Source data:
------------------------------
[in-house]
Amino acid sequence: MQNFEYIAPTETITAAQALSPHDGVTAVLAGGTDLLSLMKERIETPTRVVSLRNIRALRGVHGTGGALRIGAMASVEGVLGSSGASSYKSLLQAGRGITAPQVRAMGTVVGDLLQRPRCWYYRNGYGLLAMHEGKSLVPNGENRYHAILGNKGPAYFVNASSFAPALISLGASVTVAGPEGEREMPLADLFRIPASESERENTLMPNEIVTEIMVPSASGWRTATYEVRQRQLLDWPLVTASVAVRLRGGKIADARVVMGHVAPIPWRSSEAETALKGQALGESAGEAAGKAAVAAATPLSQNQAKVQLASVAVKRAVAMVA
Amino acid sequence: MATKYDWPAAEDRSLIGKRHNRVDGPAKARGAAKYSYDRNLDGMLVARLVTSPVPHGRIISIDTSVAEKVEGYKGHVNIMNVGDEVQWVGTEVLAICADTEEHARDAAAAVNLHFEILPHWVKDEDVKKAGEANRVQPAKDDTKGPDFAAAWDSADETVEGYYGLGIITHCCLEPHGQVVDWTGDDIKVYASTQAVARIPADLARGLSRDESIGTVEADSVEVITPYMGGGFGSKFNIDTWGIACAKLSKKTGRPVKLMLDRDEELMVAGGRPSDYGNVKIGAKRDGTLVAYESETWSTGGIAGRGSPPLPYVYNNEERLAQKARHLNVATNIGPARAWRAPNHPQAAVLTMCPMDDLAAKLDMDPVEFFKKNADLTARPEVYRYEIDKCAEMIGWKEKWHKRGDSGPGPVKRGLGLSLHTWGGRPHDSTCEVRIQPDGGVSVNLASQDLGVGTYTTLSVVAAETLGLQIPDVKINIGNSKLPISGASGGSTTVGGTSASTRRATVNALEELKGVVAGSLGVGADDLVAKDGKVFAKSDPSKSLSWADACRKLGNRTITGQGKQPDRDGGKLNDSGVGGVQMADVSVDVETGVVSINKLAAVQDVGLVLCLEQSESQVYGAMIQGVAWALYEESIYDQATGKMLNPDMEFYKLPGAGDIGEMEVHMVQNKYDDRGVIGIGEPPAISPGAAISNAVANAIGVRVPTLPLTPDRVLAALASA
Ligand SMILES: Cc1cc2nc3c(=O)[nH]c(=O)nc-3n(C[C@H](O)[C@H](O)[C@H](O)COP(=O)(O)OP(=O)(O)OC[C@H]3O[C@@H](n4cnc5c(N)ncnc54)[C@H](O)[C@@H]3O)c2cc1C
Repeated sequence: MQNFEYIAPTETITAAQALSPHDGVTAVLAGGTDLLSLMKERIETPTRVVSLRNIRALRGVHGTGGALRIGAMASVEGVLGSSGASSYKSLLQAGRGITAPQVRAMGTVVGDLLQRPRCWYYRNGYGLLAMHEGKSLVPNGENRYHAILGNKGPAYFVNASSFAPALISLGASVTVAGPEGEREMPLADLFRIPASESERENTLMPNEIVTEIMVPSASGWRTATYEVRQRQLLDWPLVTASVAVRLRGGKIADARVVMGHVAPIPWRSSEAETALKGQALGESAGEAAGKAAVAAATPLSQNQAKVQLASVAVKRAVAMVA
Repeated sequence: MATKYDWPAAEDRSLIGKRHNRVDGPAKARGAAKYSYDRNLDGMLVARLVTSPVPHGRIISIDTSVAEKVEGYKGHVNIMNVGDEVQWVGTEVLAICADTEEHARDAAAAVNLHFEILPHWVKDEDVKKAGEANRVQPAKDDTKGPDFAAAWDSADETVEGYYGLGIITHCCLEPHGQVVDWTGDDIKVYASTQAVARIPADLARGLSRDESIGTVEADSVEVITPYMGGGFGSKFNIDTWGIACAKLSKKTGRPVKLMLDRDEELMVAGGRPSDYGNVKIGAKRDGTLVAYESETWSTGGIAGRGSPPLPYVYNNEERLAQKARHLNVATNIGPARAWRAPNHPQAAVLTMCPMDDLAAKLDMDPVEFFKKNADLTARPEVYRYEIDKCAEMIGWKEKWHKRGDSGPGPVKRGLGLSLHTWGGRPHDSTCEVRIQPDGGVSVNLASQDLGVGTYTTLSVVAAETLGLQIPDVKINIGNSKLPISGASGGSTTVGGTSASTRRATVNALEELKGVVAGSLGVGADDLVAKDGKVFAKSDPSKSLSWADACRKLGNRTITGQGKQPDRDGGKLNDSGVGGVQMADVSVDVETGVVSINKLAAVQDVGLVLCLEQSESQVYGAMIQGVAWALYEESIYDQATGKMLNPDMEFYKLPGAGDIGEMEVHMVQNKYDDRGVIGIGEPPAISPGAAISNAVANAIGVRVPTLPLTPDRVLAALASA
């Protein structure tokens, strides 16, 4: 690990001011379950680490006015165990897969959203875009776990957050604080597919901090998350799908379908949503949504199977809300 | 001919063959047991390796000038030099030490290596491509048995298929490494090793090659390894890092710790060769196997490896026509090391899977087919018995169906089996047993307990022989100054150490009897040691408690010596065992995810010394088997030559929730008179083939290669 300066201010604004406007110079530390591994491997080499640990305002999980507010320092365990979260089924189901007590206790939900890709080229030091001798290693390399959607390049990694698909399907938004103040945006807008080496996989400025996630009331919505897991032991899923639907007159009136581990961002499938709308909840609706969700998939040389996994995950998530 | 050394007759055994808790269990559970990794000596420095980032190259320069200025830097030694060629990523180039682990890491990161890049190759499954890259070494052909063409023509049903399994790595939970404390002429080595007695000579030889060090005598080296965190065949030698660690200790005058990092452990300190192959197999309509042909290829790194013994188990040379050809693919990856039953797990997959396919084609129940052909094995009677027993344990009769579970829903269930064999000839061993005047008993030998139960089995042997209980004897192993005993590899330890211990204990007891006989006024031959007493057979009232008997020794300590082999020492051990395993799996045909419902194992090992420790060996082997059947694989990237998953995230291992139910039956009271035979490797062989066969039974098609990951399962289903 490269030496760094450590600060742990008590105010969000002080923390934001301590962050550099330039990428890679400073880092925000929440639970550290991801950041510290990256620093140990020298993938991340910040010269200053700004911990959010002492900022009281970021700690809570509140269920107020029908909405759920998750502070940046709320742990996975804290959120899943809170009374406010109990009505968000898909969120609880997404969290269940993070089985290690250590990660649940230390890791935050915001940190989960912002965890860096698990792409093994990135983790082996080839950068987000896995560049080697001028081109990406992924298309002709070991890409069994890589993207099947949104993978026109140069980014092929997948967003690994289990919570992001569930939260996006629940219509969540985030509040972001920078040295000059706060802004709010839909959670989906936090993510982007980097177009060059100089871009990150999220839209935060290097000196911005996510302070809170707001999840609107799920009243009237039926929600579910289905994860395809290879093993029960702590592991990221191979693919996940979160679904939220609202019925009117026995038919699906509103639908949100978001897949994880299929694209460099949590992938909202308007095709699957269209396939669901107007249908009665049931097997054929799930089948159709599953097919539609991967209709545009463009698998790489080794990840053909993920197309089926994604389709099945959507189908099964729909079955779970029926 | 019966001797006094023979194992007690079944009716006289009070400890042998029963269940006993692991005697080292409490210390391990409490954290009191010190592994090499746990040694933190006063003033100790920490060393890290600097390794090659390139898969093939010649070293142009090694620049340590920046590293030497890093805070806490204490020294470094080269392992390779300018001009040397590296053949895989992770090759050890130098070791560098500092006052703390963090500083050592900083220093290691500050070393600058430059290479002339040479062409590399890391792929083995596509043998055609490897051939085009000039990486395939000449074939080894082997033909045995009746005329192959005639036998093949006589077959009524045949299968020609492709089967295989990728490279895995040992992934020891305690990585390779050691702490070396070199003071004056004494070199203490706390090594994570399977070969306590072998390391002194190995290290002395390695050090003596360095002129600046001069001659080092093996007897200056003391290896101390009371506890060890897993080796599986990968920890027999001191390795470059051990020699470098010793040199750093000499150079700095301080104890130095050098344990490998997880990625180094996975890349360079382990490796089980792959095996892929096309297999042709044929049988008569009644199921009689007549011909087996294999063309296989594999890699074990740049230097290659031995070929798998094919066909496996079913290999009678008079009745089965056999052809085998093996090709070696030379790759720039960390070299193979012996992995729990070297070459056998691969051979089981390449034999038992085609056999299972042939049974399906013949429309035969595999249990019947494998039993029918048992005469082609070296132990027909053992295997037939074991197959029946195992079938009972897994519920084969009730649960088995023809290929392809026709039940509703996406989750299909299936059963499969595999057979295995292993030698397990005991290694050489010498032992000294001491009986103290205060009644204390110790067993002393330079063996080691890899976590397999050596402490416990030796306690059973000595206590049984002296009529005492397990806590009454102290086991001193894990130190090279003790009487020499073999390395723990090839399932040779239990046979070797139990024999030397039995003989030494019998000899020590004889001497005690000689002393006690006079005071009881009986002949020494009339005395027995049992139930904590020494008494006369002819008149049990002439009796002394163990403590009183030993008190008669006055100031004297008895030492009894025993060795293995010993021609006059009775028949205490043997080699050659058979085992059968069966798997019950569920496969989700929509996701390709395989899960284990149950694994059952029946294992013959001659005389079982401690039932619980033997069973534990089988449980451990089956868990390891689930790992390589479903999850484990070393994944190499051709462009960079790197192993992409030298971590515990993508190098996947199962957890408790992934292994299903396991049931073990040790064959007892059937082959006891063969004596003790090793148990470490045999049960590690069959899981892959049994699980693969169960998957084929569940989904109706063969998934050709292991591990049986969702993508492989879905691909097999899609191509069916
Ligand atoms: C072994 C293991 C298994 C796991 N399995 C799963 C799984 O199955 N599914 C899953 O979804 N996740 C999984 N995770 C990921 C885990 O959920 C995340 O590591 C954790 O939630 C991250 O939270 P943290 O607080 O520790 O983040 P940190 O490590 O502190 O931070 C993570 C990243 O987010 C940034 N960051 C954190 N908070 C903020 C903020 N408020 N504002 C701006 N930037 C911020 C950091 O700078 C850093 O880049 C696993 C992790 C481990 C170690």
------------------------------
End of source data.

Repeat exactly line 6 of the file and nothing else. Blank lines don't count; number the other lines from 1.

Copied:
Repeated sequence: MATKYDWPAAEDRSLIGKRHNRVDGPAKARGAAKYSYDRNLDGMLVARLVTSPVPHGRIISIDTSVAEKVEGYKGHVNIMNVGDEVQWVGTEVLAICADTEEHARDAAAAVNLHFEILPHWVKDEDVKKAGEANRVQPAKDDTKGPDFAAAWDSADETVEGYYGLGIITHCCLEPHGQVVDWTGDDIKVYASTQAVARIPADLARGLSRDESIGTVEADSVEVITPYMGGGFGSKFNIDTWGIACAKLSKKTGRPVKLMLDRDEELMVAGGRPSDYGNVKIGAKRDGTLVAYESETWSTGGIAGRGSPPLPYVYNNEERLAQKARHLNVATNIGPARAWRAPNHPQAAVLTMCPMDDLAAKLDMDPVEFFKKNADLTARPEVYRYEIDKCAEMIGWKEKWHKRGDSGPGPVKRGLGLSLHTWGGRPHDSTCEVRIQPDGGVSVNLASQDLGVGTYTTLSVVAAETLGLQIPDVKINIGNSKLPISGASGGSTTVGGTSASTRRATVNALEELKGVVAGSLGVGADDLVAKDGKVFAKSDPSKSLSWADACRKLGNRTITGQGKQPDRDGGKLNDSGVGGVQMADVSVDVETGVVSINKLAAVQDVGLVLCLEQSESQVYGAMIQGVAWALYEESIYDQATGKMLNPDMEFYKLPGAGDIGEMEVHMVQNKYDDRGVIGIGEPPAISPGAAISNAVANAIGVRVPTLPLTPDRVLAALASA